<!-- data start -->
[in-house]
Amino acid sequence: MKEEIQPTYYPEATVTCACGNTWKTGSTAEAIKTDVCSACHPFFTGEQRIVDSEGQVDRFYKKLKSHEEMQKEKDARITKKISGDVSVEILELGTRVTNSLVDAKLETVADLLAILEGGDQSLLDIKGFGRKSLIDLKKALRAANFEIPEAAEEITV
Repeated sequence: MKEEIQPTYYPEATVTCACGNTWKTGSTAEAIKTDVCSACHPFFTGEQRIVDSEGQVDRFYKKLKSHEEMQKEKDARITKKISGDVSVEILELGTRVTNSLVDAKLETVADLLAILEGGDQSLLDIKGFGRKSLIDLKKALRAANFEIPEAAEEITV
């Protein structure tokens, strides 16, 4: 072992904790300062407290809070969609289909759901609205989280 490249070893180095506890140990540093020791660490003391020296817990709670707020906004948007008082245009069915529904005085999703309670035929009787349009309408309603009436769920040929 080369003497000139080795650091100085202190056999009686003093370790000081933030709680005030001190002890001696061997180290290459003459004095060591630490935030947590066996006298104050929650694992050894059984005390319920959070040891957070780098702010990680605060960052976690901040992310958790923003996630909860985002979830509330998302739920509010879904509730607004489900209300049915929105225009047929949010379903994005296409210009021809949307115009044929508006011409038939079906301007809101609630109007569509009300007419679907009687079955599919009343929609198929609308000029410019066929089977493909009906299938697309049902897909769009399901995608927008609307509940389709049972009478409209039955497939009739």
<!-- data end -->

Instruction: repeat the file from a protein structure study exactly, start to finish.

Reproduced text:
[in-house]
Amino acid sequence: MKEEIQPTYYPEATVTCACGNTWKTGSTAEAIKTDVCSACHPFFTGEQRIVDSEGQVDRFYKKLKSHEEMQKEKDARITKKISGDVSVEILELGTRVTNSLVDAKLETVADLLAILEGGDQSLLDIKGFGRKSLIDLKKALRAANFEIPEAAEEITV
Repeated sequence: MKEEIQPTYYPEATVTCACGNTWKTGSTAEAIKTDVCSACHPFFTGEQRIVDSEGQVDRFYKKLKSHEEMQKEKDARITKKISGDVSVEILELGTRVTNSLVDAKLETVADLLAILEGGDQSLLDIKGFGRKSLIDLKKALRAANFEIPEAAEEITV
């Protein structure tokens, strides 16, 4: 072992904790300062407290809070969609289909759901609205989280 490249070893180095506890140990540093020791660490003391020296817990709670707020906004948007008082245009069915529904005085999703309670035929009787349009309408309603009436769920040929 080369003497000139080795650091100085202190056999009686003093370790000081933030709680005030001190002890001696061997180290290459003459004095060591630490935030947590066996006298104050929650694992050894059984005390319920959070040891957070780098702010990680605060960052976690901040992310958790923003996630909860985002979830509330998302739920509010879904509730607004489900209300049915929105225009047929949010379903994005296409210009021809949307115009044929508006011409038939079906301007809101609630109007569509009300007419679907009687079955599919009343929609198929609308000029410019066929089977493909009906299938697309049902897909769009399901995608927008609307509940389709049972009478409209039955497939009739």